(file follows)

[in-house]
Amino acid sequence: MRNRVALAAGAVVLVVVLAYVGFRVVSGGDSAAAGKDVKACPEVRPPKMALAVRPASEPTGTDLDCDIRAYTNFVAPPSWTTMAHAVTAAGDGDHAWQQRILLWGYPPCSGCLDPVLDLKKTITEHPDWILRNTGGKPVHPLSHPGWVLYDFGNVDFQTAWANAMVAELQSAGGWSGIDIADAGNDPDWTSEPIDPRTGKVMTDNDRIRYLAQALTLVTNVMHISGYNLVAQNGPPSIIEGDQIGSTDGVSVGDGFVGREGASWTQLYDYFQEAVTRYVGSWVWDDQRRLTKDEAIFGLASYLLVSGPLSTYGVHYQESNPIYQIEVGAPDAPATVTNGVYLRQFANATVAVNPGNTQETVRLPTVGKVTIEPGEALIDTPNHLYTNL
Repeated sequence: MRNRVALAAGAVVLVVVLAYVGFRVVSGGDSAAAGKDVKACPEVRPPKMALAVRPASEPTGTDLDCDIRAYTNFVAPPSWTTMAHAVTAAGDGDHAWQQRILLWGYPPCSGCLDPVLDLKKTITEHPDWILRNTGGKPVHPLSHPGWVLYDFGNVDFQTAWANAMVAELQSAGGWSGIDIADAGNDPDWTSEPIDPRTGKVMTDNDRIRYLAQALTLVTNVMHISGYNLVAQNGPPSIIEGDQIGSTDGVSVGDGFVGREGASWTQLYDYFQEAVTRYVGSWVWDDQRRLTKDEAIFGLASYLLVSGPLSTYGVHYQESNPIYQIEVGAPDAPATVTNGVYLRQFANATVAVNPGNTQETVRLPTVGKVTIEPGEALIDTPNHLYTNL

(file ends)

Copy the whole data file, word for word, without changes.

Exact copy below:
[in-house]
Amino acid sequence: MRNRVALAAGAVVLVVVLAYVGFRVVSGGDSAAAGKDVKACPEVRPPKMALAVRPASEPTGTDLDCDIRAYTNFVAPPSWTTMAHAVTAAGDGDHAWQQRILLWGYPPCSGCLDPVLDLKKTITEHPDWILRNTGGKPVHPLSHPGWVLYDFGNVDFQTAWANAMVAELQSAGGWSGIDIADAGNDPDWTSEPIDPRTGKVMTDNDRIRYLAQALTLVTNVMHISGYNLVAQNGPPSIIEGDQIGSTDGVSVGDGFVGREGASWTQLYDYFQEAVTRYVGSWVWDDQRRLTKDEAIFGLASYLLVSGPLSTYGVHYQESNPIYQIEVGAPDAPATVTNGVYLRQFANATVAVNPGNTQETVRLPTVGKVTIEPGEALIDTPNHLYTNL
Repeated sequence: MRNRVALAAGAVVLVVVLAYVGFRVVSGGDSAAAGKDVKACPEVRPPKMALAVRPASEPTGTDLDCDIRAYTNFVAPPSWTTMAHAVTAAGDGDHAWQQRILLWGYPPCSGCLDPVLDLKKTITEHPDWILRNTGGKPVHPLSHPGWVLYDFGNVDFQTAWANAMVAELQSAGGWSGIDIADAGNDPDWTSEPIDPRTGKVMTDNDRIRYLAQALTLVTNVMHISGYNLVAQNGPPSIIEGDQIGSTDGVSVGDGFVGREGASWTQLYDYFQEAVTRYVGSWVWDDQRRLTKDEAIFGLASYLLVSGPLSTYGVHYQESNPIYQIEVGAPDAPATVTNGVYLRQFANATVAVNPGNTQETVRLPTVGKVTIEPGEALIDTPNHLYTNL